Future Directions

Wearable devices (eg, fitness trackers, pedometers, and accelerometers) have become sophisticated, with continued development of technology bringing credibility to such devices. Continued research on the development of mHealth devices could help to establish users' trust in the integration of technology (eg, mobile phone apps and wearable devices) to monitor health behaviors. Overall, an enhanced trust in the use of technology could have a meaningful effect on the ability of a device to impact the health of the public in general, as well as specialized populations [39]. Future studies should look to the integration of a true control group with access to a general health-related self-monitoring app, and objectively measure self-monitoring in the control condition, to provide further understanding of the mechanism under which users are affected by mHealth technology.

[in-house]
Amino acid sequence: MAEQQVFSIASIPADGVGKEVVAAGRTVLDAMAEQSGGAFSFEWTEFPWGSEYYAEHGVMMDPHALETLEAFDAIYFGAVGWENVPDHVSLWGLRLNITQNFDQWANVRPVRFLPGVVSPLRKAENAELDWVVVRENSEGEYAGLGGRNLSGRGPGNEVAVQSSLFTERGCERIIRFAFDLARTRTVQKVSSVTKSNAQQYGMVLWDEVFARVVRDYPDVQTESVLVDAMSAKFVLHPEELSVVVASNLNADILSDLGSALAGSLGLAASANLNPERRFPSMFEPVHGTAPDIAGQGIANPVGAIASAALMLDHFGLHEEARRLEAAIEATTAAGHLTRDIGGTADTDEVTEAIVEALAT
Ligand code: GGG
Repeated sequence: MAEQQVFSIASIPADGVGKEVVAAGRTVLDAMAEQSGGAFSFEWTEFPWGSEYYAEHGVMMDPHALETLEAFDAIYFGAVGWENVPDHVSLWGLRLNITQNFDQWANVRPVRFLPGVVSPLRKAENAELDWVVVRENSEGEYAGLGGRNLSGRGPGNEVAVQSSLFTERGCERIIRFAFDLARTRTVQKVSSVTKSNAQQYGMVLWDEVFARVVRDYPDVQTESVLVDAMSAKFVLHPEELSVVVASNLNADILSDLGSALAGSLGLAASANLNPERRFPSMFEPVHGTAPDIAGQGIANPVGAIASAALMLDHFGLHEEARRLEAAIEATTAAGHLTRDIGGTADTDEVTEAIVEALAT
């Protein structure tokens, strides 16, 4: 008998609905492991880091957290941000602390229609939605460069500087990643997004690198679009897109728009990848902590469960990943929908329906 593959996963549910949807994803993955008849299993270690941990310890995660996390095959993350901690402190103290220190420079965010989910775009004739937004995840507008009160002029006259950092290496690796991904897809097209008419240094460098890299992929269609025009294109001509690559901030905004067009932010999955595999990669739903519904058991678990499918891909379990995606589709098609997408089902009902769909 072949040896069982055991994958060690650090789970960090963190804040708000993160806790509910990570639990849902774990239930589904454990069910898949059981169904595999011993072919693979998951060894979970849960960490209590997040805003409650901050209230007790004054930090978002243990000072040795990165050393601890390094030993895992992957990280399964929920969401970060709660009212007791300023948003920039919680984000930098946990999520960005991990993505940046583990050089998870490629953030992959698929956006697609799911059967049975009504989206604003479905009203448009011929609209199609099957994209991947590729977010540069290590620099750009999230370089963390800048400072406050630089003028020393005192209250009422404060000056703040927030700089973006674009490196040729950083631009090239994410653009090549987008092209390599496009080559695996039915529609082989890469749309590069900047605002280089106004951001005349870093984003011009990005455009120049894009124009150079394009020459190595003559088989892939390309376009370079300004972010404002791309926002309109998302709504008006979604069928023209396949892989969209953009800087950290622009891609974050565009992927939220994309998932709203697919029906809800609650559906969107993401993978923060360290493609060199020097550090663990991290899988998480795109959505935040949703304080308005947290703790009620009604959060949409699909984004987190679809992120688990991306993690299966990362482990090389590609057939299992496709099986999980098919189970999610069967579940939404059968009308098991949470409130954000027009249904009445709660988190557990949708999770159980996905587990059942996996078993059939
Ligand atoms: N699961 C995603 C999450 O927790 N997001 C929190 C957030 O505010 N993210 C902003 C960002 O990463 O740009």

A total of 8 weeks of mHealth app use resulted in increased exercise and self-monitoring behavior, providing some support for the use of a self-monitoring app to increase adherence to exercise and self-monitoring of exercise behavior. This study protocol also demonstrates the feasibility of incorporating theory-based messages into existing mHealth apps, although the inclusion of such content did not lead to anticipated changes in self-efficacy to self-monitor or self-management of exercise behavior. Multiple inoculations of theory-based messages may be needed for sizable changes to be made in these constructs. Future research is warranted to understand the long-term efficacy of an mHealth app and its effect on exercise and self-monitoring behavior.

Authors' Contributions